In 1854, a young man slipped out of Virginia on a ship to Boston, leaving slavery behind. But his freedom was short-lived. Several months after Anthony Burns arrived, his owner, citing the Fugitive Slave Act of 1850 as legal justification, seized him. Burns’ arrest enraged local abolitionists, fueled a deadly riot, and spurred a burgeoning anti-slavery movement.
A new production at the A.R.T. developed by director Steven Bogart and members of the A.R.T. Institute, the theater’s graduate training program, shines light on the plight of Burns and the Boston abolitionists who tried to free him.
“It was a moment in Massachusetts history where the entire area — Boston, Cambridge, all the way from Worcester to Newburyport — rallied to try to save this man from going back into slavery,” said Bogart, who directs “The Boston Abolitionists Project.” The collaborative work is part of the National Civil War Project, a multiyear collaboration among Harvard, the A.R.T., and several other arts and academic organizations that have joined forces to create theatrical works and educational programs about the Civil War and the issues surrounding it.
Bogart’s creative journey with the new play began last fall at a roundtable discussion with Harvard scholars and artists, part of the four-year national project. He also met with Harvard specialists in the field, including Timothy McCarthy, a lecturer on history and literature and the director of the Sexuality, Gender, and Human Rights Program at the Harvard Kennedy School’s Carr Center for Human Rights Policy, to explore the era’s complexities.
“Tim has been really instrumental in sending us in the right direction, suggesting resources and other associations in terms of the historical time period,” said Bogart. “This is the first time I have tried to devise a piece based on a historic event with historic characters, and the idea of connecting with Harvard professors who are experts in the field was really exciting, and absolutely necessary.”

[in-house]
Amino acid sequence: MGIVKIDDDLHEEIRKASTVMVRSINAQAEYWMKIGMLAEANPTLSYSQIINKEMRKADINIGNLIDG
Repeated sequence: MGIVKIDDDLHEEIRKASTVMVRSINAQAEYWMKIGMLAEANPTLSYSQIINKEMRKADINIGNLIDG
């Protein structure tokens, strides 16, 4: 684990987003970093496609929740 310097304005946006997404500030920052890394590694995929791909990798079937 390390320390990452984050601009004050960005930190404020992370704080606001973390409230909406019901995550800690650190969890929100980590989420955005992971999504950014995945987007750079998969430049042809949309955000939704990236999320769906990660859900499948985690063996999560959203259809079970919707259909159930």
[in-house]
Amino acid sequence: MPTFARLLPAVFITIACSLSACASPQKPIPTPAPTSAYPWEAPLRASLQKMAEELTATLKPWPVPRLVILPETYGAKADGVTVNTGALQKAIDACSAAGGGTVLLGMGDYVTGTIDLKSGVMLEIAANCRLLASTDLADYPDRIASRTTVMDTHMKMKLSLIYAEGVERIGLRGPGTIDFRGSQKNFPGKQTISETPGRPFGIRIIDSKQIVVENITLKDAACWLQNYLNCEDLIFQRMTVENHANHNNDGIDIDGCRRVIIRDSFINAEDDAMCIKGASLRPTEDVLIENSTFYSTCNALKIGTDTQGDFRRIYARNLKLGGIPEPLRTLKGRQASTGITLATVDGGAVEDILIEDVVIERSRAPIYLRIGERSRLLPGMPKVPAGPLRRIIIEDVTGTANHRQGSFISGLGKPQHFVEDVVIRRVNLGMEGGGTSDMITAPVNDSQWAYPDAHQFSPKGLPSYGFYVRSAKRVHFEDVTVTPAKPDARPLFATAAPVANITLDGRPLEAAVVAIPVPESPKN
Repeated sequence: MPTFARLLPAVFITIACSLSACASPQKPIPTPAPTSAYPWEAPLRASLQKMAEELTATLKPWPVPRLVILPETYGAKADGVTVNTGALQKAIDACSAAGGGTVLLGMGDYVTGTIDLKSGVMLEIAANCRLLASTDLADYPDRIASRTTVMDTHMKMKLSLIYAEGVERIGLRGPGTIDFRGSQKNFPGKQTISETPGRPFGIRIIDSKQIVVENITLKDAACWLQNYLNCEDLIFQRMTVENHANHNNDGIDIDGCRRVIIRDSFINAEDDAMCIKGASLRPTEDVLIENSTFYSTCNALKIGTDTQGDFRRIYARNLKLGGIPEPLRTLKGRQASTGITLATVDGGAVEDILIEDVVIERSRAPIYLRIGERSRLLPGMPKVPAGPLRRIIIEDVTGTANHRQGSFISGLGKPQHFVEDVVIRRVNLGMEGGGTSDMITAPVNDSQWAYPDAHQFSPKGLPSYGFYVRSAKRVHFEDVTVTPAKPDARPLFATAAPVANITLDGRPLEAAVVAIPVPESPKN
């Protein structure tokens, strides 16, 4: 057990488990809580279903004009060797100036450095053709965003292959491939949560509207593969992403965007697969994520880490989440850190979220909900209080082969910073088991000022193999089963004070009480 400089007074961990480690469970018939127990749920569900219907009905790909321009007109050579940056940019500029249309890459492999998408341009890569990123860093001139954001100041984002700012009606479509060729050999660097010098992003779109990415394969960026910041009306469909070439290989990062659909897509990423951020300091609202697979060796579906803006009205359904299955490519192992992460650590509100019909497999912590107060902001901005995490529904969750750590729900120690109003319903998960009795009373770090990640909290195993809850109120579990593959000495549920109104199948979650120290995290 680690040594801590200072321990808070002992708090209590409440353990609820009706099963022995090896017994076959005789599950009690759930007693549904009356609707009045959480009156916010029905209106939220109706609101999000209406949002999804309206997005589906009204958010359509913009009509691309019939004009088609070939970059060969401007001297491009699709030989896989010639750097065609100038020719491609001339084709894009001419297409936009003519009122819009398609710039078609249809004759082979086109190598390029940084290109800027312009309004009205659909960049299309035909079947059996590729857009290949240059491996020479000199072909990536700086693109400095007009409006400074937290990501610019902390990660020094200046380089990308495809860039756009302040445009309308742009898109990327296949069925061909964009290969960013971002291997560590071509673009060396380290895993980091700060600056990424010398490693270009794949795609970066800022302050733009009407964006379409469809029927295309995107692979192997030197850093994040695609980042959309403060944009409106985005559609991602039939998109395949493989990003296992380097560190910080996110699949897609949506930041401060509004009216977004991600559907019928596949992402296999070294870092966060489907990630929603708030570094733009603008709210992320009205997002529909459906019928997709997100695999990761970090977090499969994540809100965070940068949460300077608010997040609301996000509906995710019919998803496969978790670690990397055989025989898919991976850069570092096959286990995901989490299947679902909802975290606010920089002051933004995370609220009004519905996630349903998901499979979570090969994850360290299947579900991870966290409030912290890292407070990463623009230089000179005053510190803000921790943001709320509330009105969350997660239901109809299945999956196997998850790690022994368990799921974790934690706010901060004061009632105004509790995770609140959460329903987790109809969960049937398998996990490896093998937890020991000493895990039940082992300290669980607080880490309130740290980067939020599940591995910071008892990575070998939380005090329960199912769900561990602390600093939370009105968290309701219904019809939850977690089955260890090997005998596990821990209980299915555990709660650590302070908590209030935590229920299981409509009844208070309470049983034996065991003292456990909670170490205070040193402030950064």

The Burns trial is the underlying theme of the production, whose large cast of characters includes a lawyer for the captured man, and prominent abolitionists such as Harriet Jacobs and William Lloyd Garrison. The production also features readings from “Uncle Tom’s Cabin,” the anti-slavery novel by Harriet Beecher Stowe that “took the nation by storm and was part of the fuel for the abolitionist movement,” said Bogart.
McCarthy, who teaches the general education course “Culture and Belief 49: American Protest Literature from Tom Paine to Tupac” with John Stauffer, chair of the History of American Civilization Program and another consultant on the show, said the experience inspired him to think differently about “how history can come alive.” McCarthy hopes to integrate the theater process into the class, along with a sense of how theater “creates public space for us to engage with and debate matters of great political consequence.”
This summer, he’ll also try his hand at playwriting with a work about four prominent female abolitionists.
“As historians we piece together fragments from the past and create a story that will resonate with or tantalize or inspire an audience of readers,” said McCarthy. “[This] really challenged me to think about how history comes alive for an audience of viewers.”
In many ways, the intensely collaborative process, which included input from Bogart, Harvard professors, and A.R.T. Institute students and staff, mirrored the kind of movement that the creative team sought to dramatize, said McCarthy.
“It really reflects the spirit of the abolitionist movement, which was not a movement that was led by one or two prominent people. This was a collective effort that was led over several decades to eradicate slavery.”
“The Boston Abolitionists Project” will be performed in the Loeb Experimental Theater at 7:30 p.m. through Friday.